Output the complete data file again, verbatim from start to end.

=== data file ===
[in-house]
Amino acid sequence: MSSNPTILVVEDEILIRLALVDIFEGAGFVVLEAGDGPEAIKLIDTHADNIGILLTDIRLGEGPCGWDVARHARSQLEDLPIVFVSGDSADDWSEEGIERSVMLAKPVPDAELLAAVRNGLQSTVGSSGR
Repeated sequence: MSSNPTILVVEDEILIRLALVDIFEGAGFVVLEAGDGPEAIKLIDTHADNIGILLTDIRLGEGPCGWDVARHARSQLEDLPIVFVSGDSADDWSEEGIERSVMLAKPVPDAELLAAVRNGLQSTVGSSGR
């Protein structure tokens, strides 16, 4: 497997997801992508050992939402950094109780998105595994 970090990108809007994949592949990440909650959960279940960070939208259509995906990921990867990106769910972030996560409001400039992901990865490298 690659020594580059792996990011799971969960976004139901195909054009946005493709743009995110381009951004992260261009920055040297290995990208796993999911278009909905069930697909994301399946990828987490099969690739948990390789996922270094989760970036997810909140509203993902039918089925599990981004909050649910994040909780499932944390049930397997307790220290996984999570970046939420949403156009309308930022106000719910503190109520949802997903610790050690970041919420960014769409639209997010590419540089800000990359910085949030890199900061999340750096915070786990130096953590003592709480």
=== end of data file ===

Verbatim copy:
[in-house]
Amino acid sequence: MSSNPTILVVEDEILIRLALVDIFEGAGFVVLEAGDGPEAIKLIDTHADNIGILLTDIRLGEGPCGWDVARHARSQLEDLPIVFVSGDSADDWSEEGIERSVMLAKPVPDAELLAAVRNGLQSTVGSSGR
Repeated sequence: MSSNPTILVVEDEILIRLALVDIFEGAGFVVLEAGDGPEAIKLIDTHADNIGILLTDIRLGEGPCGWDVARHARSQLEDLPIVFVSGDSADDWSEEGIERSVMLAKPVPDAELLAAVRNGLQSTVGSSGR
């Protein structure tokens, strides 16, 4: 497997997801992508050992939402950094109780998105595994 970090990108809007994949592949990440909650959960279940960070939208259509995906990921990867990106769910972030996560409001400039992901990865490298 690659020594580059792996990011799971969960976004139901195909054009946005493709743009995110381009951004992260261009920055040297290995990208796993999911278009909905069930697909994301399946990828987490099969690739948990390789996922270094989760970036997810909140509203993902039918089925599990981004909050649910994040909780499932944390049930397997307790220290996984999570970046939420949403156009309308930022106000719910503190109520949802997903610790050690970041919420960014769409639209997010590419540089800000990359910085949030890199900061999340750096915070786990130096953590003592709480």